Jeff Sebo

From Wikipedia, the free encyclopedia
Jump to navigation Jump to search
Jeff Sebo
EducationTexas Christian University (BA, 2005)
New York University (PhD, 2011)
ThesisThe Personal Is Political (2011)
Doctoral advisorJ. David Velleman
Main interests
Animal ethics, bioethics, environmental ethics, medical ethics

Jeffrey Raymond Sebo (born 1983) is an American philosopher. He is director of the animal studies MA program, clinical associate professor of environmental studies, and affiliated professor of bioethics, medical ethics, and philosophy at New York University.[1][2][3]

Early life and education[edit]

Sebo is the son of Sheryl L. Sebo, an organist, and Eric J. Sebo, a systems special operations manager, of Plano, Texas.[4] Sebo studied philosophy and sociology at Texas Christian University, graduating in 2005. During his studies, he founded two animal rights groups in Fort Worth, Texas. After graduation, he moved to New York and studied at New York University, where he earned a doctorate of philosophy in 2011.[5][6] His thesis was entitled The Personal Is Political, and his dissertation committee was made up of Derek Parfit, John Richardson, Sharon Street, and J. David Velleman.[6]


After graduating, Sebo took up a postdoctoral position at NYU in animal and environmental studies until 2014, when he took up a one-year postdoctoral position in bioethics with the National Institutes of Health. From 2015-17, Sebo worked as a research assistant professor of philosophy at University of North Carolina at Chapel Hill, where he was the associate director of the Parr Center for Ethics at the university. He returned to NYU in 2017 as a clinical assistant professor in environmental studies, with affiliate roles in bioethics, medical ethics, and philosophy. He directs the university's animal studies MA programme.[6]

In 2015, Sebo joined Animal Charity Evaluators' Board of Directors.[7]

In 2018, Sebo co-authored Food, Animals and the Environment: An Ethical Approach, a book devoted to food ethics, with Christopher Schlottmann.[8] In 2018, Sebo was among those filing an amicus brief in support of granting legal personhood to chimpanzees.[9][10] Chimpanzee Rights: The Philosopher's Brief was published by Routledge in 2018; Sebo was one of 13 authors, along with Kristin Andrews, Gary L Comstock, G. K. D. Crozier, Sue Donaldson, Andrew Fenton, Tyler M. John, L. Syd M. Johnson, Robert C. Jones, Will Kymlicka, Letitia Meynell, Nathan Nobis, and David Pena-Guzman.[10]

In 2020, Sebo was promoted to clinical associate professor. He is presently working on a monograph entitled Why Animals Matter for Climate Change, which is under contract with Oxford University Press.[6]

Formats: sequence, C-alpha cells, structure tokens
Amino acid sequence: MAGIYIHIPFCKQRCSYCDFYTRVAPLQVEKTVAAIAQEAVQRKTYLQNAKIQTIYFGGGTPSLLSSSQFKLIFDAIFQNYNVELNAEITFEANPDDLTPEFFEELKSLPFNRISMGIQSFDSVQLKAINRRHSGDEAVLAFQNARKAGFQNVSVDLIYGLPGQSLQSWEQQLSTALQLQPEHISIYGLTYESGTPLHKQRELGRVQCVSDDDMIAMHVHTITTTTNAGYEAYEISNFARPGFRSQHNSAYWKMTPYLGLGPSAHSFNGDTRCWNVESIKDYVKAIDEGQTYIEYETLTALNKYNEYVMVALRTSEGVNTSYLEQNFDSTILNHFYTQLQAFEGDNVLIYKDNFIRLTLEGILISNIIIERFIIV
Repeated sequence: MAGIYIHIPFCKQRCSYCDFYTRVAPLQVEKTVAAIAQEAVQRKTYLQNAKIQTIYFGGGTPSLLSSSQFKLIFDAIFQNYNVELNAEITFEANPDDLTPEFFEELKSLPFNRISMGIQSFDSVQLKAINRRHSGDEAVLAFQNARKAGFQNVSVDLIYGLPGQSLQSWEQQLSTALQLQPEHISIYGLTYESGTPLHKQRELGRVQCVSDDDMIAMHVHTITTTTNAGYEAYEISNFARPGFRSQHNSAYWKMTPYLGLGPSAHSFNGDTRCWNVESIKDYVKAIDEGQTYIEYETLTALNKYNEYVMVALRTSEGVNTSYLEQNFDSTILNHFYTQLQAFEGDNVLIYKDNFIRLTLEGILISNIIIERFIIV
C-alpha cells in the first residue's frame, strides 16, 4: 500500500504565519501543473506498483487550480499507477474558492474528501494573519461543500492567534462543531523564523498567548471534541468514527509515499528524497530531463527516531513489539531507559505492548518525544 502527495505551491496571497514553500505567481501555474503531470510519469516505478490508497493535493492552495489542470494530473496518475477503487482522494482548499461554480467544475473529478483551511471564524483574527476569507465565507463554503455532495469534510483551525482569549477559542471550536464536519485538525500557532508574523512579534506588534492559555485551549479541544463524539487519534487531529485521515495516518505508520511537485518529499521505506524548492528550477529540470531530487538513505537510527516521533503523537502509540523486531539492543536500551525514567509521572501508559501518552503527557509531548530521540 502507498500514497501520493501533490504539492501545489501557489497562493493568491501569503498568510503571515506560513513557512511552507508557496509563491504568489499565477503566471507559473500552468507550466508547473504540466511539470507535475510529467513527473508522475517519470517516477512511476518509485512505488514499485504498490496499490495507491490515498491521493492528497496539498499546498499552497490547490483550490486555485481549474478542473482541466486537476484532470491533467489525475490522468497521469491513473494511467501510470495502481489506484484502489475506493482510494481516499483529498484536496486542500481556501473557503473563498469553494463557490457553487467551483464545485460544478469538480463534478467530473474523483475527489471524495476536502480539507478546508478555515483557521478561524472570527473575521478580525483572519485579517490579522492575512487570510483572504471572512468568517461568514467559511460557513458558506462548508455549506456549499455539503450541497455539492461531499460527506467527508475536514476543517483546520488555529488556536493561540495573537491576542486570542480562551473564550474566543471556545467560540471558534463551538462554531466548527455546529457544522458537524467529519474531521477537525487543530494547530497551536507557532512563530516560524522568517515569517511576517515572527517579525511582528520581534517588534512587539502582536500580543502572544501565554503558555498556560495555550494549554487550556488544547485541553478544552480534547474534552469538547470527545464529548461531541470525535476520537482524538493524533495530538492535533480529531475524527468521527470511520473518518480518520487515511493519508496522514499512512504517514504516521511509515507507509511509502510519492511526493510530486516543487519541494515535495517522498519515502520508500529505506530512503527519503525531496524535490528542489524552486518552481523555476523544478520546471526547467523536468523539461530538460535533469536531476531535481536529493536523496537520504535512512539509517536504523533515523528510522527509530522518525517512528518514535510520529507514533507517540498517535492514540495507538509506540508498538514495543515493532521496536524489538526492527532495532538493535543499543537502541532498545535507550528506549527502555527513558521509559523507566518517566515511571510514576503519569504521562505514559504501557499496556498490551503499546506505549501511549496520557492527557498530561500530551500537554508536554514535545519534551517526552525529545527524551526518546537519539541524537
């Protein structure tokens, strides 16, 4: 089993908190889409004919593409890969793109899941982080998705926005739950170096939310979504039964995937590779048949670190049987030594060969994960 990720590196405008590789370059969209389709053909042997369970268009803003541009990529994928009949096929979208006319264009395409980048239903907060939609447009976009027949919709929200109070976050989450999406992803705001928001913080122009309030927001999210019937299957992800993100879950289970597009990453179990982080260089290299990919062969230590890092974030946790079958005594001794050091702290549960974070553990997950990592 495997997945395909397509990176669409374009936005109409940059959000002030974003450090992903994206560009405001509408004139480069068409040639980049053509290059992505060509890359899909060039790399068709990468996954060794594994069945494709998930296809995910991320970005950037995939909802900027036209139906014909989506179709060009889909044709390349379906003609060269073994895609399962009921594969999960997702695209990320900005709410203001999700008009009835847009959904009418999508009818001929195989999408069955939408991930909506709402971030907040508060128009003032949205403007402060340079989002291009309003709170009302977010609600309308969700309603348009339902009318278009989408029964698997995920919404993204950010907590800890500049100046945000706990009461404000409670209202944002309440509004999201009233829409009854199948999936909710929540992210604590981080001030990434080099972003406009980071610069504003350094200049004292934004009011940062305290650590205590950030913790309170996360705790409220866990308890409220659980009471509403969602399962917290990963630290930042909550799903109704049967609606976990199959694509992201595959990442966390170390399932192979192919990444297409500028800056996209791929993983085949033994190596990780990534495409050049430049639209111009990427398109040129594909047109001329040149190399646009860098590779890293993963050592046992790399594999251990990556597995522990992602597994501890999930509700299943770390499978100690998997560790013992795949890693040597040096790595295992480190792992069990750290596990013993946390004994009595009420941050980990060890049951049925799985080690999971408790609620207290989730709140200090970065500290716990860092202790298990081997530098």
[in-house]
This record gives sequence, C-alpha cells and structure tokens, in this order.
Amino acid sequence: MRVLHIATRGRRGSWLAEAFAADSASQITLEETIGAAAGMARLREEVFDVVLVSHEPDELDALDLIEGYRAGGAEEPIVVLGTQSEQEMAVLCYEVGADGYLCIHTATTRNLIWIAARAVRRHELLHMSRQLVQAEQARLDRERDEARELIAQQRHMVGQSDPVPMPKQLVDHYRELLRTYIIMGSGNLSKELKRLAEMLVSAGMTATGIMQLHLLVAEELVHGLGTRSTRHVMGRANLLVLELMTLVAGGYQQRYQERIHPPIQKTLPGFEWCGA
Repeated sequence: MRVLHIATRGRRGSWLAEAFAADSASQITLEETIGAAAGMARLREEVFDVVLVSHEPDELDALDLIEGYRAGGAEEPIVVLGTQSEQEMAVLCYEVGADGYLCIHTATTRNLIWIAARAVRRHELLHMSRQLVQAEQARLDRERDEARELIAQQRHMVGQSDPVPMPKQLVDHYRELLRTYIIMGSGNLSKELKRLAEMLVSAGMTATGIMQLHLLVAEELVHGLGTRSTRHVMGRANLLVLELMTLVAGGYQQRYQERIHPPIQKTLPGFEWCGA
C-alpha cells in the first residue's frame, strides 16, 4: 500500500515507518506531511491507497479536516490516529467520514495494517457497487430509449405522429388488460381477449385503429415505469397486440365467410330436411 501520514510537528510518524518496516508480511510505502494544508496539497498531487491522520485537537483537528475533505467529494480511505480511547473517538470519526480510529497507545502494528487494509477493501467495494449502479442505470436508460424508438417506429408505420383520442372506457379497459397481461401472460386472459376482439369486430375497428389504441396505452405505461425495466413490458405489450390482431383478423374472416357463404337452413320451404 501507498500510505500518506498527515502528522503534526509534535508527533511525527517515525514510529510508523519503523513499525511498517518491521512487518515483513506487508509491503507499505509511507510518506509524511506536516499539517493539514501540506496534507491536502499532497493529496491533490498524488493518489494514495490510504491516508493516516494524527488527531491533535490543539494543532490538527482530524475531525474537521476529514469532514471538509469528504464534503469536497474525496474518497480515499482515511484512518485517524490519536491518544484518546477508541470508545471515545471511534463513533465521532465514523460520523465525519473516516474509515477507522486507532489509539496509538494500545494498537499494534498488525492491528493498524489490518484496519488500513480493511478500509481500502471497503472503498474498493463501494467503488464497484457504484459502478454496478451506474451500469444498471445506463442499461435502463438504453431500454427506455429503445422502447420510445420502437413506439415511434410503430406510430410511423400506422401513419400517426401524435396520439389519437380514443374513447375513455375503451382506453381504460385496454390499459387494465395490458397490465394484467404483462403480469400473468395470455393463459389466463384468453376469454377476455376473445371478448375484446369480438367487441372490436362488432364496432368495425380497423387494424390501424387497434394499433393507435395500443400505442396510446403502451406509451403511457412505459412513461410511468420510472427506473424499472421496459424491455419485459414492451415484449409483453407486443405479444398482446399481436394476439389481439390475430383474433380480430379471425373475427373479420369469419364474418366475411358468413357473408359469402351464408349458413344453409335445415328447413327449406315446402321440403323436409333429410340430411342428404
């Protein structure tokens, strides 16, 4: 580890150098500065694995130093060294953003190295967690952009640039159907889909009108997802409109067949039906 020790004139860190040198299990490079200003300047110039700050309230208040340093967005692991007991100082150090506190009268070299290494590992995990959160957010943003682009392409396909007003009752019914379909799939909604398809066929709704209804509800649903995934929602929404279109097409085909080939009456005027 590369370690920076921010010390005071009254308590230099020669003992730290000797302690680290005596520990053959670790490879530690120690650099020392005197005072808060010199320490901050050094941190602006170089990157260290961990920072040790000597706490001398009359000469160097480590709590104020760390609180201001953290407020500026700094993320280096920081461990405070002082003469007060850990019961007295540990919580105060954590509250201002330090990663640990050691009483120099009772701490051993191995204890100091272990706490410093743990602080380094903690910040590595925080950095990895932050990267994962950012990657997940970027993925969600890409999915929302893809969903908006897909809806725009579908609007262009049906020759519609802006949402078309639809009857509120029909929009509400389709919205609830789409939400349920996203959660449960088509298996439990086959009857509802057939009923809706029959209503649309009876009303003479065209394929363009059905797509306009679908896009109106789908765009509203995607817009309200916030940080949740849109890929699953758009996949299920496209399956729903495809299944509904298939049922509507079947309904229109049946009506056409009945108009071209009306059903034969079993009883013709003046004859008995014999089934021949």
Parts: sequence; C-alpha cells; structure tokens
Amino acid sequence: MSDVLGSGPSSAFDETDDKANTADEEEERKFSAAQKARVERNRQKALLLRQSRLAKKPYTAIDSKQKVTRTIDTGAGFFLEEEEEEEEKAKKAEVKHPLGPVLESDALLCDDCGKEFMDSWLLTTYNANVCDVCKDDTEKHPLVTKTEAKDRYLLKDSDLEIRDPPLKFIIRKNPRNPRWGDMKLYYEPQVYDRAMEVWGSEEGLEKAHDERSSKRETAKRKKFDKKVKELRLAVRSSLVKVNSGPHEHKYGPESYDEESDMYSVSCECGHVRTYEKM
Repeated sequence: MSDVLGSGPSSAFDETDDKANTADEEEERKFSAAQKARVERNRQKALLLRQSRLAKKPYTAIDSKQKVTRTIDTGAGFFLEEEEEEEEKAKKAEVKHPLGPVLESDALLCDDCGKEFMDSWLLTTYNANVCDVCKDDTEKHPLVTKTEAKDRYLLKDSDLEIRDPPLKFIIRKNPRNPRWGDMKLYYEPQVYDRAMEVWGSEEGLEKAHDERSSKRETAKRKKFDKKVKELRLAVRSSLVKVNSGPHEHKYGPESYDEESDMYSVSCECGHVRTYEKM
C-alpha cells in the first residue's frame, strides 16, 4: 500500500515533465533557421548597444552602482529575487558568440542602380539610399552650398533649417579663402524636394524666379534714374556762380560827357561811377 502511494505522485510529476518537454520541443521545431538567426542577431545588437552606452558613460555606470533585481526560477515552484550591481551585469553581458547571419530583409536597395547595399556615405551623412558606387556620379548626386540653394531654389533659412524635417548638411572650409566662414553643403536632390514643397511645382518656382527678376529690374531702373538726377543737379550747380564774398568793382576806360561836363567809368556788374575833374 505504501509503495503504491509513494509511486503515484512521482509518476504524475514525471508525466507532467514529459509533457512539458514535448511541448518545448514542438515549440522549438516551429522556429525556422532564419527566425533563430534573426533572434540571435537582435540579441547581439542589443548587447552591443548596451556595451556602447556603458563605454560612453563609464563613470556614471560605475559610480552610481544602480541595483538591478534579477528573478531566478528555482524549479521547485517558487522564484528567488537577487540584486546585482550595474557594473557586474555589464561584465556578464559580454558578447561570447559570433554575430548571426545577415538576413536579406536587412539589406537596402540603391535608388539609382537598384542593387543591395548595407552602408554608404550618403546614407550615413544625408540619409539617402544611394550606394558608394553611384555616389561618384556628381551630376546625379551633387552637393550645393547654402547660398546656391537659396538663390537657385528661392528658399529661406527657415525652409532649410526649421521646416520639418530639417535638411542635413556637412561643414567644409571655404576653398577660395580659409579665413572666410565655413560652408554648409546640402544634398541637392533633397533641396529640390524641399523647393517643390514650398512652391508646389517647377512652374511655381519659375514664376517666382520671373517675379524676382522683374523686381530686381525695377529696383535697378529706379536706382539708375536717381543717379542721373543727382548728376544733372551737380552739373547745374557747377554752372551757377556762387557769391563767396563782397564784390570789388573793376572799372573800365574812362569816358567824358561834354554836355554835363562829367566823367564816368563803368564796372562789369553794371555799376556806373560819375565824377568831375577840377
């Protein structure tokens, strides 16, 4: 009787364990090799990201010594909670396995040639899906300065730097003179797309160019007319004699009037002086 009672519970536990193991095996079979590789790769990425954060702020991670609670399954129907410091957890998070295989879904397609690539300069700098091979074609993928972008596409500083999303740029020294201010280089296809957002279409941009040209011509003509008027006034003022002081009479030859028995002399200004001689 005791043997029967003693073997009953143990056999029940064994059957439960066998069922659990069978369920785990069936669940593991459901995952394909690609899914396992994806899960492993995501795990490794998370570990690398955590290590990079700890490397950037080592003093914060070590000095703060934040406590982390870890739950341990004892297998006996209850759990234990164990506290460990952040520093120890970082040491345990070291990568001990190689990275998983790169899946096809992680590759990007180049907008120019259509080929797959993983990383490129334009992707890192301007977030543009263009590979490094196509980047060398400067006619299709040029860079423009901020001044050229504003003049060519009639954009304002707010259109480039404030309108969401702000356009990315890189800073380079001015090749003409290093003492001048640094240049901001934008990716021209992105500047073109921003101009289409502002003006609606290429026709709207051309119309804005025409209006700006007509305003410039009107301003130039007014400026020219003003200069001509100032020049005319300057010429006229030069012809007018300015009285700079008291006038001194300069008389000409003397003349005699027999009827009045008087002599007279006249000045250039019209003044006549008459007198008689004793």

Sebo is regularly quoted in the mainstream media about animal issues and he does regularly write opinion articles for major media outlets including the Los Angeles Times,[11] The New York Times,[12] and NBC News.[13] Sebo told Vox in a story about slaughtering lobsters: "There is no ethical way to fish lobsters or any other animal for mass consumption."[14]

Personal life[edit]

Sebo married Maryse Mitchell-Brody, a psychotherapist, in 2014.[4]

Selected publications[edit]


  • Sebo, Jeff. Why Animals Matter for Climate Change. Oxford: Oxford University Press. (forthcoming)
  • Sebo, Jeff (2018). Chimpanzee Rights: The Philosophers' Brief (PDF). Kristin Andrews, Gary Comstock, G. K. D. Crozier, Sue Donaldson, Andrew Fenton, Tyler John, L. Syd M. Johnson, Robert Jones, Will Kymlicka, Letitia Meynell, Nathan Nobis, David M. Pena-Guzman. Abingdon: Routledge. ISBN 978-1138618664.
  • Schlottmann, Christopher; Sebo, Jeff (2018). Food, Animals and the Environment: An Ethical Approach. Abingdon: Routledge. ISBN 978-1138801127.


  1. ^ "Jeff Sebo". Retrieved March 1, 2020.
  2. ^ "Jeff Sebo". Aeon. Retrieved July 12, 2020.
  3. ^ Sebo, Jeff (2011). The Personal Is Political (PhD thesis). New York University. Retrieved November 19, 2020.
  4. ^ a b "Maryse Mitchell-Brody and Jeffrey Sebo (Published 2014)". The New York Times. July 6, 2014. ISSN 0362-4331. Retrieved October 22, 2020.
  5. ^ Sebo, Jeff (May 4, 2016). "Platter Chatter" (Interview). Interviewed by Jessica Porter.
  6. ^ a b c d Sebo, Jeff (2009). "Curriculum vitae". Accessed November 18, 2020.
  7. ^ "Meet Our Team — Animal Charity Evaluators".
  8. ^ Reviews of Food, Animals and the Environment:
  9. ^ Venkatraman, Sakshi (April 16, 2018). "Professor Thinks Chimpanzees Should Be Legally Considered People | Washington Square News". Washington Square News. Retrieved October 19, 2020.
  10. ^ a b Reviews of Chimpanzee Rights: The Philosophers’ Brief:
    • Benz-Schwarzburg, Judith (February 2019). "Review" (PDF). EurSafe News. 21 (1): 10–11.
    • Thompson, R. Paul (September 2020). The Quarterly Review of Biology. 95 (3): 253–254. doi:10.1086/710398.CS1 maint: untitled periodical (link)
  11. ^ Sebo, Jeff (October 30, 2019). "Opinion: How we treat old chimpanzees — and what that says about us". Los Angeles Times. Retrieved October 19, 2020.
  12. ^ Sebo, Jeff (April 7, 2018). "Opinion | Should Chimpanzees Be Considered 'Persons'? (Published 2018)". The New York Times. ISSN 0362-4331. Retrieved October 19, 2020.
  13. ^ Sebo, Jeff (November 27, 2019). "Opinion | Don't take a photo of that turkey! The case against Thanksgiving food porn". NBC News. Retrieved October 19, 2020.
  14. ^ Valle, Gaby Del (September 19, 2018). "A lobster pound in Maine is getting its lobsters high. Is this ethical?". Vox. Retrieved October 19, 2020.

External links[edit]